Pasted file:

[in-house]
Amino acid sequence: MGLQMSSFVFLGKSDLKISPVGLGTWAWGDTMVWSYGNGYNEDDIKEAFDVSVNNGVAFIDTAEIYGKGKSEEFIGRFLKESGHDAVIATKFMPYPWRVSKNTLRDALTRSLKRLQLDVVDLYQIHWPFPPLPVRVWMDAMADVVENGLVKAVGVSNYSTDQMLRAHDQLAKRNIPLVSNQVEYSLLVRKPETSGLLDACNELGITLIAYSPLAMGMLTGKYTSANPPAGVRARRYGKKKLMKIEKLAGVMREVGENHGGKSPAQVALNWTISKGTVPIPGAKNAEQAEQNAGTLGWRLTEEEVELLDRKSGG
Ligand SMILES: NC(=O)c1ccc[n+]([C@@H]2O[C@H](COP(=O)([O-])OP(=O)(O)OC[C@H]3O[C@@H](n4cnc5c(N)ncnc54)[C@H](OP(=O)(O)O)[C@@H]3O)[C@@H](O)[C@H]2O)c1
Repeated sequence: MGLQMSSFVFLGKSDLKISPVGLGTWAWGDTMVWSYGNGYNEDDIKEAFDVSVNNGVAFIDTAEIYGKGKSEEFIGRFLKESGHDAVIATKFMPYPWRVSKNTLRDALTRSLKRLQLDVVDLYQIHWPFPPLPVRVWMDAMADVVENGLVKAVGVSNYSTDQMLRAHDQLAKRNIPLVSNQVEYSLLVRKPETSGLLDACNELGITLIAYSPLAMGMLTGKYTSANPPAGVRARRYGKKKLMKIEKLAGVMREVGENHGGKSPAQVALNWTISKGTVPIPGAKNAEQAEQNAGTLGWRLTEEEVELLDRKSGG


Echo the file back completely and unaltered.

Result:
[in-house]
Amino acid sequence: MGLQMSSFVFLGKSDLKISPVGLGTWAWGDTMVWSYGNGYNEDDIKEAFDVSVNNGVAFIDTAEIYGKGKSEEFIGRFLKESGHDAVIATKFMPYPWRVSKNTLRDALTRSLKRLQLDVVDLYQIHWPFPPLPVRVWMDAMADVVENGLVKAVGVSNYSTDQMLRAHDQLAKRNIPLVSNQVEYSLLVRKPETSGLLDACNELGITLIAYSPLAMGMLTGKYTSANPPAGVRARRYGKKKLMKIEKLAGVMREVGENHGGKSPAQVALNWTISKGTVPIPGAKNAEQAEQNAGTLGWRLTEEEVELLDRKSGG
Ligand SMILES: NC(=O)c1ccc[n+]([C@@H]2O[C@H](COP(=O)([O-])OP(=O)(O)OC[C@H]3O[C@@H](n4cnc5c(N)ncnc54)[C@H](OP(=O)(O)O)[C@@H]3O)[C@@H](O)[C@H]2O)c1
Repeated sequence: MGLQMSSFVFLGKSDLKISPVGLGTWAWGDTMVWSYGNGYNEDDIKEAFDVSVNNGVAFIDTAEIYGKGKSEEFIGRFLKESGHDAVIATKFMPYPWRVSKNTLRDALTRSLKRLQLDVVDLYQIHWPFPPLPVRVWMDAMADVVENGLVKAVGVSNYSTDQMLRAHDQLAKRNIPLVSNQVEYSLLVRKPETSGLLDACNELGITLIAYSPLAMGMLTGKYTSANPPAGVRARRYGKKKLMKIEKLAGVMREVGENHGGKSPAQVALNWTISKGTVPIPGAKNAEQAEQNAGTLGWRLTEEEVELLDRKSGG